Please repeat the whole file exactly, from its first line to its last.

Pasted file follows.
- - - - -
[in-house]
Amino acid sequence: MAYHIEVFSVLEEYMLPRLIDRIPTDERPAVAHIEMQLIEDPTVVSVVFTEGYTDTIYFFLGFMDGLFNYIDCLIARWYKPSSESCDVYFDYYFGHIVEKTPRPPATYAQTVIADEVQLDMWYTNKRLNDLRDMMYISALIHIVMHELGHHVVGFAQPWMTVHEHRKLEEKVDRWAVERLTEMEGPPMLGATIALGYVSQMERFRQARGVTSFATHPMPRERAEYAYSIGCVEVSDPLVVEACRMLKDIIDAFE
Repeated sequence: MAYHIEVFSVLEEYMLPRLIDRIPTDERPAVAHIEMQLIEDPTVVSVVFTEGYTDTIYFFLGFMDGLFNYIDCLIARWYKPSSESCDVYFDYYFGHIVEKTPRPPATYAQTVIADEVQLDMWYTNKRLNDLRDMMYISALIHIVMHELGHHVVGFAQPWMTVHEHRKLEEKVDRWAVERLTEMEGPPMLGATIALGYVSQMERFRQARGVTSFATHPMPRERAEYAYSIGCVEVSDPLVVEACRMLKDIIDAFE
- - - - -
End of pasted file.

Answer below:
[in-house]
Amino acid sequence: MAYHIEVFSVLEEYMLPRLIDRIPTDERPAVAHIEMQLIEDPTVVSVVFTEGYTDTIYFFLGFMDGLFNYIDCLIARWYKPSSESCDVYFDYYFGHIVEKTPRPPATYAQTVIADEVQLDMWYTNKRLNDLRDMMYISALIHIVMHELGHHVVGFAQPWMTVHEHRKLEEKVDRWAVERLTEMEGPPMLGATIALGYVSQMERFRQARGVTSFATHPMPRERAEYAYSIGCVEVSDPLVVEACRMLKDIIDAFE
Repeated sequence: MAYHIEVFSVLEEYMLPRLIDRIPTDERPAVAHIEMQLIEDPTVVSVVFTEGYTDTIYFFLGFMDGLFNYIDCLIARWYKPSSESCDVYFDYYFGHIVEKTPRPPATYAQTVIADEVQLDMWYTNKRLNDLRDMMYISALIHIVMHELGHHVVGFAQPWMTVHEHRKLEEKVDRWAVERLTEMEGPPMLGATIALGYVSQMERFRQARGVTSFATHPMPRERAEYAYSIGCVEVSDPLVVEACRMLKDIIDAFE